N.C. Commerce Secretary praises area’s rebound from job losses
By Hugh Fisher
CONCORD ó Speaking to Cabarrus County leaders Tuesday, N.C. Commerce Secretary Jim Fain praised the emphasis on education and job creation that has allowed the area to weather job losses and changes in industries.
Fain spoke at a briefing for elected officials hosted by the Cabarrus Economic Development Corp. at the Embassy Suites Convention Center. Invited guests included leaders from Kannapolis and Concord, as well as other Cabarrus municipalities.
Republican gubernatorial candidate and Charlotte Mayor Pat McCrory sat in on the talk. He and his Democratic rival, Lt. Governor Bev Perdue, were scheduled to address local leaders later Tuesday morning.
In his remarks to officials, Fain pointed to Cabarrus’ recovery from what he called “the perfect economic storm of 2001.”
“We suffered mightily in this state as the dot-com bust affected businesses all across the state,” he said.
And he lauded the area’s recovery from manufacturing job losses blamed on overseas competition ó especially the 4,800 jobs lost when Pillowtex closed in Kannapolis in June 2003.
“That was the final straw for a number of our traditional and legacy industries,” textiles and furniture manufacturing foremost among them, Fain said.
“Most of the heavy lifting has been done in this area,” he said of the hard work of growing industries such as motorsports while retraining workers and dealing with rapid population growth.
“We lost jobs faster than the Southeast in aggregate and the nation. But what our state can be proud of is that we’ve added those 400,000-plus jobs back.”
Emphasizing re-education and promoting new industries has resulted in an economic turnaround, making North Carolina one of the fastest-growing and most transformational states in the U.S., Fain boasted.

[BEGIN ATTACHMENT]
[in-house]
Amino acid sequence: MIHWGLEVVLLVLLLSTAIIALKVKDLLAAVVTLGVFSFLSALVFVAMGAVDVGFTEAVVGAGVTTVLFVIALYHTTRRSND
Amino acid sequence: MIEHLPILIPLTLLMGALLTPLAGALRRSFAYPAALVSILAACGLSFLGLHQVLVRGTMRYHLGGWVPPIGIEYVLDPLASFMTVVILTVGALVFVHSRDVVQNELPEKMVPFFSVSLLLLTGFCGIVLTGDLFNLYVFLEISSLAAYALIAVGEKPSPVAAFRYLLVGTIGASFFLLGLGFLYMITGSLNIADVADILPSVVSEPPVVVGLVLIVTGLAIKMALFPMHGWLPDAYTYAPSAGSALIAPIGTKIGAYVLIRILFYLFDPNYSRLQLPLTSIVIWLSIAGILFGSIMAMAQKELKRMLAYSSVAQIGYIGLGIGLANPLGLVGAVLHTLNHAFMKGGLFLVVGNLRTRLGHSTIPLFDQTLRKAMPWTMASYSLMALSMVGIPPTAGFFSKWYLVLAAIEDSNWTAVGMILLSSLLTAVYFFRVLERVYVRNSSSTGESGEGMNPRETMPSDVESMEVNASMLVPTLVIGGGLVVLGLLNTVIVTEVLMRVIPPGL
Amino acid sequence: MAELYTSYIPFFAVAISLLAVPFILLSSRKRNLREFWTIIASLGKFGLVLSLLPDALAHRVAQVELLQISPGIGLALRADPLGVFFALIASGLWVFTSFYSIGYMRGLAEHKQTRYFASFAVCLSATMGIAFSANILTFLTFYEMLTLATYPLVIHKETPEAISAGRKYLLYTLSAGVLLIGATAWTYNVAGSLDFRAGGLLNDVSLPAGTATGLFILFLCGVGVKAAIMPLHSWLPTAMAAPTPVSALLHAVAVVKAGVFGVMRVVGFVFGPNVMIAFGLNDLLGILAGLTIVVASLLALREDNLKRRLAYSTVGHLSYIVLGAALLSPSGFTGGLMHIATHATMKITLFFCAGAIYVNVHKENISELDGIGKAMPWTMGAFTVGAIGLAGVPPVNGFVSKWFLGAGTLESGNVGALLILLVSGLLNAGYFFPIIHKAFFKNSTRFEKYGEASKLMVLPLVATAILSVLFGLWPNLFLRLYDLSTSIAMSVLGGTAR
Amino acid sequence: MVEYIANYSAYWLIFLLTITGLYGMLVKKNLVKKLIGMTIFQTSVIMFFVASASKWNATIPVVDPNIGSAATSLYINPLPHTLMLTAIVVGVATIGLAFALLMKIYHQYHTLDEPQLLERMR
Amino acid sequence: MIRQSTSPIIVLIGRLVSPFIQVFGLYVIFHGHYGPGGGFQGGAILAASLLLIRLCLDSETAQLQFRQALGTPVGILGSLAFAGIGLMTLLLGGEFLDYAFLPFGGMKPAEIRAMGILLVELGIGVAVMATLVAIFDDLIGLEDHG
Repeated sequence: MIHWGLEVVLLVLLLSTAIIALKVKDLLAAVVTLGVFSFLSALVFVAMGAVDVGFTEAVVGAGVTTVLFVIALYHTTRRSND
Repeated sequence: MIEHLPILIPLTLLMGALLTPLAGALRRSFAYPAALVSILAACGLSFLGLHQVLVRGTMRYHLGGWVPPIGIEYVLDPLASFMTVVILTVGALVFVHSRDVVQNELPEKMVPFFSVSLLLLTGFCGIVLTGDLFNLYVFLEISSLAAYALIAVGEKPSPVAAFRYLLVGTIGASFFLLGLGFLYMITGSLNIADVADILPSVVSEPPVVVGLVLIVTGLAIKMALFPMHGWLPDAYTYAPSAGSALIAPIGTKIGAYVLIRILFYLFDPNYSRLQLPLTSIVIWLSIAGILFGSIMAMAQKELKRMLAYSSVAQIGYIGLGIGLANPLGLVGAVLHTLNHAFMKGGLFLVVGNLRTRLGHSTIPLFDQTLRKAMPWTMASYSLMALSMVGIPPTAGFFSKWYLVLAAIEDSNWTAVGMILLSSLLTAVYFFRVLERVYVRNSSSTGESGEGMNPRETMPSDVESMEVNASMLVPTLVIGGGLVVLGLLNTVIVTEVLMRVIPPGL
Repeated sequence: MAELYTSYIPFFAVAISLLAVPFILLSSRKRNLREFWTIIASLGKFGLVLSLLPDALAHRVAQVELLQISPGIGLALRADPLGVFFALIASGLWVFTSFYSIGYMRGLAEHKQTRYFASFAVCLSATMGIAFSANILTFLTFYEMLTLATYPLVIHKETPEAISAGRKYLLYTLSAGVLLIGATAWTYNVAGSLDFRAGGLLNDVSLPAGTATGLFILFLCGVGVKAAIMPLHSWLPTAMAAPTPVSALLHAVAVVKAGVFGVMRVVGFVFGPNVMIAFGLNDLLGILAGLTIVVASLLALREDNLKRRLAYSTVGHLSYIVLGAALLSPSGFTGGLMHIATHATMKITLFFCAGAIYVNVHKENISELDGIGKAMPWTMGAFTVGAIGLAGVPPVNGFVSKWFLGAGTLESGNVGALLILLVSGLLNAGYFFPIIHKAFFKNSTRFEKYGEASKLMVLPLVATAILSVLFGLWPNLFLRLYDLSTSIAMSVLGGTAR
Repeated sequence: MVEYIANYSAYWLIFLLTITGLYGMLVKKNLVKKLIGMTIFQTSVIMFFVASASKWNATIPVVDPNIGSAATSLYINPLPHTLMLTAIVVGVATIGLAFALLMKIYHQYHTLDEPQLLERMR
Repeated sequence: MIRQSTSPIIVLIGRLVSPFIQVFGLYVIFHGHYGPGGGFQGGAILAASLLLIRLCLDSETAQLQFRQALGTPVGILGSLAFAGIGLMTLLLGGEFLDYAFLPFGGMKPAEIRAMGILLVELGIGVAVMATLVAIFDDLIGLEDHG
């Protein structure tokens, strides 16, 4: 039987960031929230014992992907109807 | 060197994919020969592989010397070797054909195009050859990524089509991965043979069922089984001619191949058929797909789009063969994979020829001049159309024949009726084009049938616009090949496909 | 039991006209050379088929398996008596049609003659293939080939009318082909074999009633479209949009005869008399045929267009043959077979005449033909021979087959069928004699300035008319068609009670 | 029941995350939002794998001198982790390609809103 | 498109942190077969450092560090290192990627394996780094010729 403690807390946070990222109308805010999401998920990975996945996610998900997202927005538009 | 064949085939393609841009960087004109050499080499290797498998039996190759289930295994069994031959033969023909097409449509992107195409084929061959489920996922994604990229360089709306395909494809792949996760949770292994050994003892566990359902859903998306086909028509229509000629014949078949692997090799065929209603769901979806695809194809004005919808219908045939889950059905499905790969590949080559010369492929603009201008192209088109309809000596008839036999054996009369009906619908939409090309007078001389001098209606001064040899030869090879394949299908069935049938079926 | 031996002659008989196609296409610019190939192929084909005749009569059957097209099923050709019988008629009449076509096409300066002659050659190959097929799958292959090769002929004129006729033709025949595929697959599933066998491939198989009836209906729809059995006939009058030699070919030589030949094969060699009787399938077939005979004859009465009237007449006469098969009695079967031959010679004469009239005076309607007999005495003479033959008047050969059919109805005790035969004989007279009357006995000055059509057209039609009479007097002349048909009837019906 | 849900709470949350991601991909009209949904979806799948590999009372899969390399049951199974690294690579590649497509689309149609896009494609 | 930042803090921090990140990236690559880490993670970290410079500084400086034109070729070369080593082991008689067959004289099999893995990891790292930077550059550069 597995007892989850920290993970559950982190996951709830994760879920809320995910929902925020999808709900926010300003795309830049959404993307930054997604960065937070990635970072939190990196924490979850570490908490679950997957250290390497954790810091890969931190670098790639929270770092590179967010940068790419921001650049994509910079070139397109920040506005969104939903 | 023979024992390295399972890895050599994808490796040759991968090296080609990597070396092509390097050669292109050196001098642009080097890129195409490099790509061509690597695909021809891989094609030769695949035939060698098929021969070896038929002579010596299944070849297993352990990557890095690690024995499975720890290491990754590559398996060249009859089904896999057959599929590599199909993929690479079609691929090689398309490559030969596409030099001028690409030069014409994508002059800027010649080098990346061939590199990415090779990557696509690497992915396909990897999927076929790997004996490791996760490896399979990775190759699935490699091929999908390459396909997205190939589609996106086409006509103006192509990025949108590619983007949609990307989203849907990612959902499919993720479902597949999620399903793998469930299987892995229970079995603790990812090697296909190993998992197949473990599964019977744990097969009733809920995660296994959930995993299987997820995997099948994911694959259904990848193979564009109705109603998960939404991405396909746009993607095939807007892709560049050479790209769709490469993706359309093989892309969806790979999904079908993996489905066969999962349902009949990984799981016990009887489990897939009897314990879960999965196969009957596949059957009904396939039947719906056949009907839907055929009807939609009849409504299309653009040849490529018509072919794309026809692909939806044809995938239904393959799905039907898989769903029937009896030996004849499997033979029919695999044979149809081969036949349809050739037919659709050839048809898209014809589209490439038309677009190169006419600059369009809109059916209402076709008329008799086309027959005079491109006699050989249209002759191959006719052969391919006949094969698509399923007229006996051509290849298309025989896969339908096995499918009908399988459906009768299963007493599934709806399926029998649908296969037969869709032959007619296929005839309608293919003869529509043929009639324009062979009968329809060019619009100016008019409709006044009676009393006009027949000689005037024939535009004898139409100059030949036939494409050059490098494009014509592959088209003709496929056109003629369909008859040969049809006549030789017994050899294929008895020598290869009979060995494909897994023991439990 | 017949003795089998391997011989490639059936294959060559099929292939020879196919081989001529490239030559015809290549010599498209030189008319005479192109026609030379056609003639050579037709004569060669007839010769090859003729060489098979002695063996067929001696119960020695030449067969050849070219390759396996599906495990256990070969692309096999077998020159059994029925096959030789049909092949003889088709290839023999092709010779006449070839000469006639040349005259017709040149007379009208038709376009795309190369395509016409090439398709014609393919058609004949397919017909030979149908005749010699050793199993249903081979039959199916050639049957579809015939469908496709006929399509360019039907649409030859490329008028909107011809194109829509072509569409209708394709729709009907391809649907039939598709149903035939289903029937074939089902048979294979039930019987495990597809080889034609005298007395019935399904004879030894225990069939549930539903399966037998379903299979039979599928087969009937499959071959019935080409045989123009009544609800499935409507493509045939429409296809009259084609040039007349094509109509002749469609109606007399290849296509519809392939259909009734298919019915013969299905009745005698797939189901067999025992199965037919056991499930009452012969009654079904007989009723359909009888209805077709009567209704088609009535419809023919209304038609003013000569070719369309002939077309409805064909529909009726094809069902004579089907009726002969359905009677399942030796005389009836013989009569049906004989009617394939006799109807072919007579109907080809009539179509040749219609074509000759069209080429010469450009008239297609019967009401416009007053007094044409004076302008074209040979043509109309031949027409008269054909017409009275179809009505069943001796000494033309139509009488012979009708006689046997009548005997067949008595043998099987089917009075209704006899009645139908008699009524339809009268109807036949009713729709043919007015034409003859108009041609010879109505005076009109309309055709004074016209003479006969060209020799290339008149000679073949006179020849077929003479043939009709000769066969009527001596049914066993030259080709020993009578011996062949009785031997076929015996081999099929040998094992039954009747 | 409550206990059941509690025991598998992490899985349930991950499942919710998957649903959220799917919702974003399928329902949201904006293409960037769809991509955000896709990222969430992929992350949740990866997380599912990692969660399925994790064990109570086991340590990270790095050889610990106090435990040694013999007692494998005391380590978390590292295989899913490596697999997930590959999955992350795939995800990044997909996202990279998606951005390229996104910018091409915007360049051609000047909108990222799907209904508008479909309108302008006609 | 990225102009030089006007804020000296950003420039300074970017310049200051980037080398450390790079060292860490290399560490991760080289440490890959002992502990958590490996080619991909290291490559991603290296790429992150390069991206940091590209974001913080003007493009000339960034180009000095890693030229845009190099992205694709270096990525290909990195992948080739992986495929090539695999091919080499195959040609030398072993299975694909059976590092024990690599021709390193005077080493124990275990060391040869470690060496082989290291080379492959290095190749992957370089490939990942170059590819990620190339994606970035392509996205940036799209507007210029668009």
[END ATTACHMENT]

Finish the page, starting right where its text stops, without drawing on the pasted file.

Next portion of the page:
Economic development efforts deserve much credit for attracting new businesses and industries, Fain said.
“I couldn’t be more impressed with John and his team,” Fain said of Cabarrus Economic Development Commission President John Cox.
The goal in the near future, Fain said, was to continue North Carolina’s transition from manufacturing to a more “knowledge-based” economy.
Sectors such as education and banking continue to grow, while the N.C. Research Campus has renewed an emphasis on science and technology.
A new advertising campaign calling North Carolina “The State of Minds” underscores that transformation.
While infrastructure, education and tax rates remain challenges to overcome, Fain said he’s optimistic ó even in the face of the looming departure of major employer Philip Morris from Concord.
“Challenges still remain, but I have no doubt that, based on your track record, you’ll turn Philip Morris into an opportunity,” Fain said.
Faced with decisions on that very issue, Cabarrus County Commissioner Robert Carruth said he is glad for Fain’s insight and agreed with his assessment of the county’s future needs.
“I tell you, the fact is that these are the biggest issues of the next four years ó getting the Research Campus fully integrated into the community and dealing with Philip Morris,” Carruth said.
Kannapolis Mayor Bob Misenheimer said he is encouraged by Fain’s and Cox’s remarks on job growth in the region.
“We’re very excited that we have jobs coming back to Cabarrus County,” Misenheimer said. “I’m just delighted that we are able to have the opportunity to put so many of our people back to work.”